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Publication numberUS3378131 A
Publication typeGrant
Publication dateApr 16, 1968
Filing dateFeb 1, 1967
Priority dateFeb 4, 1966
Also published asDE1629137A1, DE1629137B2, DE1629137C3
Publication numberUS 3378131 A, US 3378131A, US-A-3378131, US3378131 A, US3378131A
InventorsErich Weber
Original AssigneeErich Weber
Export CitationBiBTeX, EndNote, RefMan
External Links: USPTO, USPTO Assignment, Espacenet
Drying devices
US 3378131 A
Images(3)
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Description  (OCR text may contain errors)

April 16, 1968 E. WEBER 3,378,131

DRYING DEVICES Filed Feb. 1, 1967 r 5 Sheets-Sheet 1 Fig.1

6 I. F 6' T 5 30 r P 15 W In ventDr:

E I 4' 0 1L We 5 k April 16, 1968 E. WEBER 3,378,131

DRY ING DEVICES April 16, 1968 E. WEBER 3,378,131

DRYING DEVICES Filed Feb. 1, 1967 5 sheetsrsheet Inventor: EFLCZL W'eber vffi w 5 1 44 2 fi Arm,

United States Patent 0 "ice 3,378,131 DRYING DEVICES Erich Weber, Biutenstrasse It), 13 Munich, Germany Filed Feb. 1, 1967, Ser. No. 613,358 Claims priority, application (olzrmany, Feb. 4, 1966,

W 4 7 Claims. (Cl. 198-434) ABSTRACT OF THE DISCLOSURE The invention relates to devices for drying fiat printed sheets such as sheets of paper, cardboard, synthetic resin, millboard, sheet metal, or wood. When sheets of such materials are still wet after leaving the printing machine, for example, a screen printing machine, it is a known practice to lay the sheets with their printed side upwards on a conveyor belt and only to invert the sheets or stack them when the printing ink or lacquer is completely dry, such a drying process requiring a considerable time and therefore requiring the use of a long conveyor belt.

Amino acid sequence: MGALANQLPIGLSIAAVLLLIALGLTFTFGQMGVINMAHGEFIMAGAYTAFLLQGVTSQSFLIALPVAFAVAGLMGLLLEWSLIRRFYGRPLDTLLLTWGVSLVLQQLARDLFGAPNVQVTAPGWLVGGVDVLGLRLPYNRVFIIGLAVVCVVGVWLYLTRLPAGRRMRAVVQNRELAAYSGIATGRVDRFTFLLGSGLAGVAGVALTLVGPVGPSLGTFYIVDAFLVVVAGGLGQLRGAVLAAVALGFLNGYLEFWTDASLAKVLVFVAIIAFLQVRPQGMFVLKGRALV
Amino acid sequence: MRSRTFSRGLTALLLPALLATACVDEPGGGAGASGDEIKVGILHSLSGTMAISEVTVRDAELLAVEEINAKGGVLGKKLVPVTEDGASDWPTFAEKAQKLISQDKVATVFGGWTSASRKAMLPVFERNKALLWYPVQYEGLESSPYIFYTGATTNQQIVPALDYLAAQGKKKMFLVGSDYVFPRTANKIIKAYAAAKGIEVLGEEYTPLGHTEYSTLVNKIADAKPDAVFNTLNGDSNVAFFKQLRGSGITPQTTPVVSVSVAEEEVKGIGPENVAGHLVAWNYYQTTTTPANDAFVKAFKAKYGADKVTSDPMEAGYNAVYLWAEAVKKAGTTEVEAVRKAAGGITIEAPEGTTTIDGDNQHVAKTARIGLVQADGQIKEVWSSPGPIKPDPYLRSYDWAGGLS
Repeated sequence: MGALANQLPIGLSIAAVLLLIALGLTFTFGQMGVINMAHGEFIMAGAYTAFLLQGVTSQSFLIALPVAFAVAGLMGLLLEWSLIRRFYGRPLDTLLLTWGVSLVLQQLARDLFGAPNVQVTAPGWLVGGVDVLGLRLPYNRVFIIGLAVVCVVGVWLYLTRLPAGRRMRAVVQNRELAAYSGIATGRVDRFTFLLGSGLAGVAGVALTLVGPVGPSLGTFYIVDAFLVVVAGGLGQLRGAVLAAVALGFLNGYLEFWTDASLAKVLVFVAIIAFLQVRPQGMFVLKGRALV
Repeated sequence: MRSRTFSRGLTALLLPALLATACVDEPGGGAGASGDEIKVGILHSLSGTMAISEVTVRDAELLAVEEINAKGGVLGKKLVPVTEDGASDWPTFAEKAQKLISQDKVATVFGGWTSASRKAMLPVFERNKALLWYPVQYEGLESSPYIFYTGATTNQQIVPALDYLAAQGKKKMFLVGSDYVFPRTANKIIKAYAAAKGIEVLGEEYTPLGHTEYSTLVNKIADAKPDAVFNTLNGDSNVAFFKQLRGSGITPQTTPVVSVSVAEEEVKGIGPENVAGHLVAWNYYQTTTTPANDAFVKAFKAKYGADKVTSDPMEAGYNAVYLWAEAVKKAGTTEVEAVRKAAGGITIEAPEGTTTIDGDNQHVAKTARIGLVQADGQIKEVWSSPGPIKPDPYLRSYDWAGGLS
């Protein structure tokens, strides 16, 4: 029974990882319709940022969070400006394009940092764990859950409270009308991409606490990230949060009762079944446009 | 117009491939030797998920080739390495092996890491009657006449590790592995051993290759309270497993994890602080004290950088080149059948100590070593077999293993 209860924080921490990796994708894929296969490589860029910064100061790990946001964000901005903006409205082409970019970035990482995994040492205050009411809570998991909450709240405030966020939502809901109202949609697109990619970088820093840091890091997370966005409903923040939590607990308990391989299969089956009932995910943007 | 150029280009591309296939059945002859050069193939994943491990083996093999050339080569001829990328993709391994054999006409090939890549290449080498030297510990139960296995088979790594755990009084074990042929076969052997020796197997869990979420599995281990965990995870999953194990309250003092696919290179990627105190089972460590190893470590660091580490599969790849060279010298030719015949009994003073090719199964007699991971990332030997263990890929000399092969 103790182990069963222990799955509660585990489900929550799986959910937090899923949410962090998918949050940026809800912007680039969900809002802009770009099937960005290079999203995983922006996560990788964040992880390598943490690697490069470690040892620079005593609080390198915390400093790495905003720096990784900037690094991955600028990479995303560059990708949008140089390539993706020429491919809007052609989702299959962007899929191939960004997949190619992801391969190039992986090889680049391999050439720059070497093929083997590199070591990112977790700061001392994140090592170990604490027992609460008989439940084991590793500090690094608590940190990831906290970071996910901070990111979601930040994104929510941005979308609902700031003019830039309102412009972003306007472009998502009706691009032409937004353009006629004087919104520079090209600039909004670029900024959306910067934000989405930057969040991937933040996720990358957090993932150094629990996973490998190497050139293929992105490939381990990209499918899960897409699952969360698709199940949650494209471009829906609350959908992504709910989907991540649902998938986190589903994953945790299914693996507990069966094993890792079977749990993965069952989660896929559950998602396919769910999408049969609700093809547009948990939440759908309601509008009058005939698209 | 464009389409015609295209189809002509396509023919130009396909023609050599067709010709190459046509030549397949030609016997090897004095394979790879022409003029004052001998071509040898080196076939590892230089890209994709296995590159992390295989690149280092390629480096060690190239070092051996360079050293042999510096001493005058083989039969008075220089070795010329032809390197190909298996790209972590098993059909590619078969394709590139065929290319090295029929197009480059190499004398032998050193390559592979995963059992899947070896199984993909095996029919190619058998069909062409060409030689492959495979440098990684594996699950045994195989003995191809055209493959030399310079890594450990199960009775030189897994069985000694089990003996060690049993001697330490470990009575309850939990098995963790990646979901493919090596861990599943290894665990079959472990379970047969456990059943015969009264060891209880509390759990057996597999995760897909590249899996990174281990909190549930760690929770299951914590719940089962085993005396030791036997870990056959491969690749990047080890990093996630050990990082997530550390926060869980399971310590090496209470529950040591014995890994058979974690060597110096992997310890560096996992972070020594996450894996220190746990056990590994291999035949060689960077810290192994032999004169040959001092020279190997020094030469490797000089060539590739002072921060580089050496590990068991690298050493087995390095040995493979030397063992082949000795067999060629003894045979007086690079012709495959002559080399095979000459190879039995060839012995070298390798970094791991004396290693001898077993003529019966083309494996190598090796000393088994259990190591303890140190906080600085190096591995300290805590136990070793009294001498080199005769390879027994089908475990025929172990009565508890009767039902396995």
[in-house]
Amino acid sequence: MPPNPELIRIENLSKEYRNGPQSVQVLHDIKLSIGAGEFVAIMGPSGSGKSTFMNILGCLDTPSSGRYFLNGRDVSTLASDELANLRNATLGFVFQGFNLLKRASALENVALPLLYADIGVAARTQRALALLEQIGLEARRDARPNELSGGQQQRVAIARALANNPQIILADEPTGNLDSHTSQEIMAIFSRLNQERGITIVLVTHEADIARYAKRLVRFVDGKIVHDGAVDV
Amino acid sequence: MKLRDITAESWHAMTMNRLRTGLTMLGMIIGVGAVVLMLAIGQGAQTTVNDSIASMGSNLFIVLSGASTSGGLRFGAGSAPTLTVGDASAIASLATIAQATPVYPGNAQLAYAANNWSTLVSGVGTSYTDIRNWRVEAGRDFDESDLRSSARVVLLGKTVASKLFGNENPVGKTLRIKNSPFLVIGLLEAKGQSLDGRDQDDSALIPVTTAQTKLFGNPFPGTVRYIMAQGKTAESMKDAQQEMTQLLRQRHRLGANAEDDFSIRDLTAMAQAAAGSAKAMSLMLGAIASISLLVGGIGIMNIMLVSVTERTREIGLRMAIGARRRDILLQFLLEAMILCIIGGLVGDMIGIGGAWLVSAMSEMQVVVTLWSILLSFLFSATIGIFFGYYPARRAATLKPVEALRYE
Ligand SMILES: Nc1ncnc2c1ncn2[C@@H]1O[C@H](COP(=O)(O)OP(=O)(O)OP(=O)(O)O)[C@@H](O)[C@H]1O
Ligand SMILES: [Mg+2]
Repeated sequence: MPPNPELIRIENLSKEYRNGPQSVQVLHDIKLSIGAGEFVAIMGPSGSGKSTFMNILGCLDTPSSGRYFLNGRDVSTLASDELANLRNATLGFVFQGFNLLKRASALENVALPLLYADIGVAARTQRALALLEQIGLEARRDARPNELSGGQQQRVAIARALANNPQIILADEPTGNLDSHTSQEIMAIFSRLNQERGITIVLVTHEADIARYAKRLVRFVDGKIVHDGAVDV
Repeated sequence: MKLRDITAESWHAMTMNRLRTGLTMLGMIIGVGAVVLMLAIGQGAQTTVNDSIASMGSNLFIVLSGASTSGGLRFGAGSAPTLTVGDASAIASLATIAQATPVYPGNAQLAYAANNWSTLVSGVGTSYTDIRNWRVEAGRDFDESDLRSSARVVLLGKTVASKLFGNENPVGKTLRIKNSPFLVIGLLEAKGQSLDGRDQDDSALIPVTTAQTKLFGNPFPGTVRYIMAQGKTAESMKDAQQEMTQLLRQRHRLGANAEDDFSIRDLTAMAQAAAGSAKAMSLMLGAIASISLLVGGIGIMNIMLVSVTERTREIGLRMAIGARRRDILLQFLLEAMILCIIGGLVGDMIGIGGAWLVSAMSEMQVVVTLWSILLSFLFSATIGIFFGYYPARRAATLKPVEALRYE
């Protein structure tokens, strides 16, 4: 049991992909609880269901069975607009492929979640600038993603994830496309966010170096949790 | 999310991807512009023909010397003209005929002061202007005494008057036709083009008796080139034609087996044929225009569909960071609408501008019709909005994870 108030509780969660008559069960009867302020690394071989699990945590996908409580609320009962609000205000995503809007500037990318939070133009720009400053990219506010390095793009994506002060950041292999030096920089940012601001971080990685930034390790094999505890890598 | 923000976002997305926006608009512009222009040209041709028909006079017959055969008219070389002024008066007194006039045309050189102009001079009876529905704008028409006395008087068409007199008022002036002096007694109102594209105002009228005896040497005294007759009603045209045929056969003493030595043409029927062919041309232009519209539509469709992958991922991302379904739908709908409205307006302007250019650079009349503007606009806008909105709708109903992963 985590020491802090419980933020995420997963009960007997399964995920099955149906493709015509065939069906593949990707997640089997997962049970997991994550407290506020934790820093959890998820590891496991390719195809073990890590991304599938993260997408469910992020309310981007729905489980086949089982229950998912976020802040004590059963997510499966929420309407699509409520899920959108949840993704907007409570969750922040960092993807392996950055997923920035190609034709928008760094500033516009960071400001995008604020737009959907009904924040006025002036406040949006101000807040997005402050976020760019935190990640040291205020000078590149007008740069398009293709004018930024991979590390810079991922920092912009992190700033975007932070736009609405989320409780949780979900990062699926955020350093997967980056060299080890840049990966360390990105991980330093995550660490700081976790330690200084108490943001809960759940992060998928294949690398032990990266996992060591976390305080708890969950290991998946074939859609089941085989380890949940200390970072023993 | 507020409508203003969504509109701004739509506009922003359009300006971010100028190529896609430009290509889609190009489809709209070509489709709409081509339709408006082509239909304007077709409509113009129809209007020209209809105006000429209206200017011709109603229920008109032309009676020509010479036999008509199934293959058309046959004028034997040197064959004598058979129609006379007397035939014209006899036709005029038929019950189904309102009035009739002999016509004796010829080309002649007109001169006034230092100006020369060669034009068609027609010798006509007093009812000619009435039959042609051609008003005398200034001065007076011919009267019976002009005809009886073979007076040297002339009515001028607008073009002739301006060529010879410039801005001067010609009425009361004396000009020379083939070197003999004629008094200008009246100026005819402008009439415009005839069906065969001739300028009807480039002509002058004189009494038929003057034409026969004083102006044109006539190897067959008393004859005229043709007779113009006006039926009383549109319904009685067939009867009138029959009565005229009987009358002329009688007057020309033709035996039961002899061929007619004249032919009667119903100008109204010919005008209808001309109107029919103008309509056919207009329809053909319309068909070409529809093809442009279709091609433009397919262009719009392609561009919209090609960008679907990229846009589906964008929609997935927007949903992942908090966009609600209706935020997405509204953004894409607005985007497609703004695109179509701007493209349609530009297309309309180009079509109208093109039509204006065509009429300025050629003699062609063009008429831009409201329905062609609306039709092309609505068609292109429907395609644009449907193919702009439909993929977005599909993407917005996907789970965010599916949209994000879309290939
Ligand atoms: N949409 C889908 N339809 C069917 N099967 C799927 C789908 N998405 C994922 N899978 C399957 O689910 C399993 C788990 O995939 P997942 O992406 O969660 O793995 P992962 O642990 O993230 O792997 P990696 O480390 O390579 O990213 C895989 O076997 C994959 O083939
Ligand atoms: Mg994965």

Drying devices in the form of horizontally running conveyor belts have the disadvantage of requiring a large amount of floor space and vertically travelling ones have been proposed in order to reduce the amount of floor space needed, though their height is of course limited by the height of the building in which they are used. One such previously proposed drying device in the form of a vertically running conveyor uses endless sprocket chains running over upper and lower sprocket wheels and provided with carriers for the printed sheets. The conveyor chains first move the sheet carriers upwards, then turn them over and move them down again. A disadvantage is that the turning over causes the sheets to rest on their printed surfaces on the descending carriers so that if smearing is to be avoided the sheets must be dry before they are turned over and the descending limb of the conveyor with its carriers does not serve for drying. Although attempts have been made to avoid the turning over of the sheets at the top end of the conveyor, such conveyors are complicated in construction, expensive and not entirely reliable in use.